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10 Most Influential Female Nurses of All Time

27 Oct

Nurses impact lives every day. But once in a while, a nurse comes along who touches the lives of the world, and not just her patients. These women went above and beyond for the field of nursing. They served in wars, broke down racial barriers, and campaigned for women’s rights. They have become role models for women everywhere, not just nurses. However, nurses can be especially proud to share a title with these ten ladies.

1. Florence Nightingale

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“The Lady with the Lamp” is the quintessential nurse figure. She cared for the poor and distressed, and became an advocate for improving medical conditions for everyone. In her early life, Nightingale mentored other nurses, known as Nightingale Probationers, who then went to on also work to create safer, healthier hospitals.
In 1894, Nightingale trained 38 volunteer nurses who served in the Crimean War. These nurses tended to the wounded soldiers and sent reports back regarding the status of the troops. Nightingale and her nurses reformed the hospital so that clean equipment was always available and reorganized patient care. Nightingale soon realized that many of the soldiers were dying because of unsanitary living conditions, and, after the war, she worked to improve living conditions.
While she was at war, the Florence Nightingale Fund for the Training of Nurses was established in her honor. After the war, Nightingale wrote Notes on Nursing and opened the Women’s Medical College with Dr. Elizabeth Blackwell.
International Nurses Day is celebrated on Nightingale’s birthday, May 12, each year.

2. Margaret Sanger

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Best known as an activist for birth control and family planning, Margaret Sanger pioneered the women’s health movement. She distributed pamphlets with information on birth control and wrote on topics such as menstruation and sexuality. Her controversial opinions and disregard for the law often get Sanger in trouble. At one point she left to England under an alias in order to avoid jail.
In 1921, Sanger founded the American Birth Control League which eventually became Planned Parenthood. She began the Clinical Research Bureau in 1923 – the first legal birth control clinic in the US.

3. Clara Barton

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Clara Barton grew up wanted to take care of people. When her father fell ill, Clara helped to care for him until his death. This inspired her to take an interest in nursing, although she first went to school to become a teacher.
During the Civil War, Barton organized medical supplies to be brought to the battlefields. Soon enough, she was allowed to go to the battles herself in order to care for wounded soldiers. Her father taught her to be a true patriot, and these ideals shown through during Barton’s years serving during the Civil War. In 1864, Barton became the “Lady in Charge” of Union hospitals, and the following year President Lincoln charged Barton with finding missing Union soldiers.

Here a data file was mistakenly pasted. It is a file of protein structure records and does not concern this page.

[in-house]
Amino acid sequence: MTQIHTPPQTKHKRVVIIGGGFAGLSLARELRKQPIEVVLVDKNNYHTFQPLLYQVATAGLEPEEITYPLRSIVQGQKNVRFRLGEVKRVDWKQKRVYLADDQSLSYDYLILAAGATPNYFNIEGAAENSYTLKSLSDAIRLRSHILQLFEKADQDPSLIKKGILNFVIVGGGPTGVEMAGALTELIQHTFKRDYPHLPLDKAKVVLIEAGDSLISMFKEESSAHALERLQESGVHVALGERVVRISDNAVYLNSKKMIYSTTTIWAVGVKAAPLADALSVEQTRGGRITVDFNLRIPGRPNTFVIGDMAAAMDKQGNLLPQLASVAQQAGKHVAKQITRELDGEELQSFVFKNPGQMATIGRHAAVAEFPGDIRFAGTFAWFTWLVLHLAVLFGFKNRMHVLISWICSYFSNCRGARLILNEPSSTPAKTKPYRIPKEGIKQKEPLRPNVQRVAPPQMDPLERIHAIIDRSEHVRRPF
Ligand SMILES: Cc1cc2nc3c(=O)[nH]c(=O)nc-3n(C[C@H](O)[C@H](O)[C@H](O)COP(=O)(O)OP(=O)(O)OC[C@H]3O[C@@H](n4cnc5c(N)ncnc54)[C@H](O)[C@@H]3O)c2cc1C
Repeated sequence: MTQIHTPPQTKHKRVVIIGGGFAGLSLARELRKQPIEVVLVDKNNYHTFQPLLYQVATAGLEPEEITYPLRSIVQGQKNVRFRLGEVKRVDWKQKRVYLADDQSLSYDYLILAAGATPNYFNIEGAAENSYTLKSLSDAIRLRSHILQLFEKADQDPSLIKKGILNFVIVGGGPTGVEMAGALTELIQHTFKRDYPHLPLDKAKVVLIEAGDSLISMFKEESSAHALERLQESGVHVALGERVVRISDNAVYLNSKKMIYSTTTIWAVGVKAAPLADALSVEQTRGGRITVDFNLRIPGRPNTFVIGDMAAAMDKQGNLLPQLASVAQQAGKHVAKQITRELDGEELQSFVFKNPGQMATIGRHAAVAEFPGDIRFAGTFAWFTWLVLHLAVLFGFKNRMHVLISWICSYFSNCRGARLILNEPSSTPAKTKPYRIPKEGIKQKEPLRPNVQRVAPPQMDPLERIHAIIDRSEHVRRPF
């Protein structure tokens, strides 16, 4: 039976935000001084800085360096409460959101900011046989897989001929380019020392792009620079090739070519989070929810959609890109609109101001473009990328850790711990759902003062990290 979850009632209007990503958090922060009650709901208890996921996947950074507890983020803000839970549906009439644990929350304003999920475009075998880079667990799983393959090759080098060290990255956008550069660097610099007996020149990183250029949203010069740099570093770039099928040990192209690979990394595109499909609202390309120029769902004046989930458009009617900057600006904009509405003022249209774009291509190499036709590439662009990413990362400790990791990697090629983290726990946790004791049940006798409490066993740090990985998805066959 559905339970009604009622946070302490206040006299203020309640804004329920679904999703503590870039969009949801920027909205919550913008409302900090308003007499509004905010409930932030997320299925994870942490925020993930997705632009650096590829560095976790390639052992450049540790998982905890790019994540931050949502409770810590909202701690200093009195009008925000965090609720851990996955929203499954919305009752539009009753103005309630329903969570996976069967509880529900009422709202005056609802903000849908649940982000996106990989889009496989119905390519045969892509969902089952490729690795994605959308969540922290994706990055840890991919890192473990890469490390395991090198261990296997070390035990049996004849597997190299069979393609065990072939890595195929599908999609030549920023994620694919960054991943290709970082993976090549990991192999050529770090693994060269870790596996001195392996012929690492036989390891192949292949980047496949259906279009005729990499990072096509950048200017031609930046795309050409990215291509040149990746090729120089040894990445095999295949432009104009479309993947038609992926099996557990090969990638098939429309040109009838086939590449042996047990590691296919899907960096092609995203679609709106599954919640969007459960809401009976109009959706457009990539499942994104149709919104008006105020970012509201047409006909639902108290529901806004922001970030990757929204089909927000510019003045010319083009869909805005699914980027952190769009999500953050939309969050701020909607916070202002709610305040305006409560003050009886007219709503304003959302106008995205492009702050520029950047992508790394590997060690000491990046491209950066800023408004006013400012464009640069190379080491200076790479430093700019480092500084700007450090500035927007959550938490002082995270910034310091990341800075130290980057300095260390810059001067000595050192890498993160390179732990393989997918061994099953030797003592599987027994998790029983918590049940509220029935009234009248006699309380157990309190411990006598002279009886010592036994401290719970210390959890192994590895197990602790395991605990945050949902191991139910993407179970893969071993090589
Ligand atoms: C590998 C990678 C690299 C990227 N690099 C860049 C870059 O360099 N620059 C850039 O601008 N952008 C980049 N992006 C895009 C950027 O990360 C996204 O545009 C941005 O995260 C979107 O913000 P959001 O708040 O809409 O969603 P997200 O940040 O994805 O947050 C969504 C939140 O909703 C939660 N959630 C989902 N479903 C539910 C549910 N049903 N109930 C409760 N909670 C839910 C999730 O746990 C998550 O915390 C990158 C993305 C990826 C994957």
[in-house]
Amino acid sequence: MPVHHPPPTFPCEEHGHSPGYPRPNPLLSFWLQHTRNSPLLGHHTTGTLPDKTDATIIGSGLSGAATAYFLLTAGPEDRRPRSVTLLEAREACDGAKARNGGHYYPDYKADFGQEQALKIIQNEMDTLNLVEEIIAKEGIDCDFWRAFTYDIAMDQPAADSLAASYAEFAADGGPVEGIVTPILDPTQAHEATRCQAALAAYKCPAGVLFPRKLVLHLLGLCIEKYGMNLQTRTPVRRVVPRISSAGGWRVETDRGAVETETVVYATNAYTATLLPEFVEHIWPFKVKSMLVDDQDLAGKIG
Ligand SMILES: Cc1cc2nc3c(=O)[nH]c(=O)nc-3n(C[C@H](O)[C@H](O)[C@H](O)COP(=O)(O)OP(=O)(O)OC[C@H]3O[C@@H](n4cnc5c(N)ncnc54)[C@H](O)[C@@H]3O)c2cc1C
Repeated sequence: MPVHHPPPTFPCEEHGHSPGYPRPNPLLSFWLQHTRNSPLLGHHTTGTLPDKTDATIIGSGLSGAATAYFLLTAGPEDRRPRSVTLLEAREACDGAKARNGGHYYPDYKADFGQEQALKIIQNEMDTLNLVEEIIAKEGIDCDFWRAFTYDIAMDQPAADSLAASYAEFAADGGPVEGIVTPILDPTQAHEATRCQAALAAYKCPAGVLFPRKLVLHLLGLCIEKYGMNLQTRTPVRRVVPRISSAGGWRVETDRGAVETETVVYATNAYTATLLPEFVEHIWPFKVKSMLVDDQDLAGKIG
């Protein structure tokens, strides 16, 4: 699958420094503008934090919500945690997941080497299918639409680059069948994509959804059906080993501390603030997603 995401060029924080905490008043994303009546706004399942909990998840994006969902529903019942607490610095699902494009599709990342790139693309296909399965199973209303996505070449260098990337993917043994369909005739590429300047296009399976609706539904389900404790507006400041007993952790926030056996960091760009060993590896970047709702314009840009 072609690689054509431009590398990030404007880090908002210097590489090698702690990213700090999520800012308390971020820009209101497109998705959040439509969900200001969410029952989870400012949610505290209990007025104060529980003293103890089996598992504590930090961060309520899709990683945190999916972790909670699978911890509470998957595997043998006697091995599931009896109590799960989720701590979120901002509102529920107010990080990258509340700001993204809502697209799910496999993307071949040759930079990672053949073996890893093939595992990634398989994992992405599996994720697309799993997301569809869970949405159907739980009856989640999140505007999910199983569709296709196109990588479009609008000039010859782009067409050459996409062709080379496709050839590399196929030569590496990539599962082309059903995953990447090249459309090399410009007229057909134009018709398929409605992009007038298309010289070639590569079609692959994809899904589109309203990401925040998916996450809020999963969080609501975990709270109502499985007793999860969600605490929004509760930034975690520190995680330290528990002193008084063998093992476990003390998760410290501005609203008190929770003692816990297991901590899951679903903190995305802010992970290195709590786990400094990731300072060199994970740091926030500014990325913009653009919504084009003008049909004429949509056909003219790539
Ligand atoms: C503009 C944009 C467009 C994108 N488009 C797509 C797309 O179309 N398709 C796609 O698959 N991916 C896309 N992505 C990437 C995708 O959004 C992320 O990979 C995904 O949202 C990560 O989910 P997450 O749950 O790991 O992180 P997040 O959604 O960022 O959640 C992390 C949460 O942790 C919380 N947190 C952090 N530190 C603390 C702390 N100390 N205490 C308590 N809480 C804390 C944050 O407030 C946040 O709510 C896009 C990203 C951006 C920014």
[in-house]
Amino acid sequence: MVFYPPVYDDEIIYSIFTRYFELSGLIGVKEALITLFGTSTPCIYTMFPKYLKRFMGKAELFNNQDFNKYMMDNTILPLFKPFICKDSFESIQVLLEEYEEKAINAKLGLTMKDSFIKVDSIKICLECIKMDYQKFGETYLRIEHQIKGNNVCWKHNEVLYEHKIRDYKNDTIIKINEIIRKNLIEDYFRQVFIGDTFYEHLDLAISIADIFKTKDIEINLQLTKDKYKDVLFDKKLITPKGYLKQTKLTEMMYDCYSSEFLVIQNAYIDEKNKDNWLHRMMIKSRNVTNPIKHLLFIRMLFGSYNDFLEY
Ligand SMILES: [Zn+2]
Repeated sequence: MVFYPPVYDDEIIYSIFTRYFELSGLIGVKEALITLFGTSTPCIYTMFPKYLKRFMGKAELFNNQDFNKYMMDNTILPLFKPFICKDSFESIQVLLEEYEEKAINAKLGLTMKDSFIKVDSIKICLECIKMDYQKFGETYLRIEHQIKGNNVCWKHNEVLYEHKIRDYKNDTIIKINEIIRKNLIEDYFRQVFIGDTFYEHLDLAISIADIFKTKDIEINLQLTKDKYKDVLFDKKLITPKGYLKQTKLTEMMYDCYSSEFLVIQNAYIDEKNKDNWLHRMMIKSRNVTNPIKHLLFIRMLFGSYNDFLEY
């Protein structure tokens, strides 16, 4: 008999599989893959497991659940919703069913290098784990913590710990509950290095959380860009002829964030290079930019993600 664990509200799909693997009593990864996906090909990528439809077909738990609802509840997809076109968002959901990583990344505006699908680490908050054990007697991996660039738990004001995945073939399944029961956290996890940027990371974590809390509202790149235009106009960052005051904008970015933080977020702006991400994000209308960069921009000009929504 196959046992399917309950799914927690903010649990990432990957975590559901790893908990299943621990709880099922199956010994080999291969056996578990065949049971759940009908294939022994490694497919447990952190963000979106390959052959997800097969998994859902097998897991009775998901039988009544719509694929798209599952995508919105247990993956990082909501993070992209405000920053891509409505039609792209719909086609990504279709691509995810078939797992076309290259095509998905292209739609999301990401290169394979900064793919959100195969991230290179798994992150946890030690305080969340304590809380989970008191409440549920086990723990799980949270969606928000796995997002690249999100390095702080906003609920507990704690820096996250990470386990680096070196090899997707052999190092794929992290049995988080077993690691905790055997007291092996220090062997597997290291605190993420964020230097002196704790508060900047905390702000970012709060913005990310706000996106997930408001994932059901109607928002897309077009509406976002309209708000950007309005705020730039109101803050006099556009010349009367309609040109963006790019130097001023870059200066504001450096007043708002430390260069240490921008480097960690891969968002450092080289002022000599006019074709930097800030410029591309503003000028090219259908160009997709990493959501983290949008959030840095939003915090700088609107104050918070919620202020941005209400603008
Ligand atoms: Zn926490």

During a trip to Europe, Barton encountered the International Committee of the Red Cross, and was motivated to create a branch back in America. In 1873, Barton began the American Red Cross, dedicated to helping disaster victims. She served as the organizations first president.

4. Mary Eliza Mahoney

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Mary Eliza Mahoney was the first African-American woman to become a nurse in the United States. Mahoney worked at the New England Hospital for Women and Children for 15 years before she was admitted into the adjacent nursing school. Mahoney dedicated her life to nursing, heading up the Howard Orphan Asylum for African-American children in New York. She was also one of the first members of the Nurses Associated Alumnae of the United States and Canada which later became the American Nurses Association.
In 1908, Mahoney co-founded the National Association of Colored Graduate Nurses which eventually became part of the ANA. Each year, the ANA honors Ms. Mahoney with an award that represents her dedication to nursing and ending racial segregation. She has been inducted into both the ANA and National Women’s Hall of Fame.

5. Anna Caroline Maxwell

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Anna Caroline Maxwell was known as the “American Florence Nightengale.” During the Spanish-American War, Maxwell headed up the army nurses, thereby establishing the Army Nurse Corps. During WWI, Maxwell was given the Medal of Honor for Public Health.
Maxwell was an essential element to the progression of practical nursing. She began working at a hospital before she was formally trained, and after graduating the Boston City Training College for Nurses, Maxwell began the nurse training program at Montreal General Hospital. She also served as the superintendent of nurses at a number of east coast hospitals including Massachusetts General Hospital and St. Luke’s Hosptial. Maxwell was the first director of the New York Presbyterian Hospital which would become the Columbia School of Nursing.

6. Dorothea Lynde Dix

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Dorothea Dix is best known for creating the first mental health system in the United States. Inspired by a trip to England, Dix returned to America curious how the US government treated the mentally unstable. Dix spent many year petitioning Congress, drafting legislation, and documenting her visits to various states.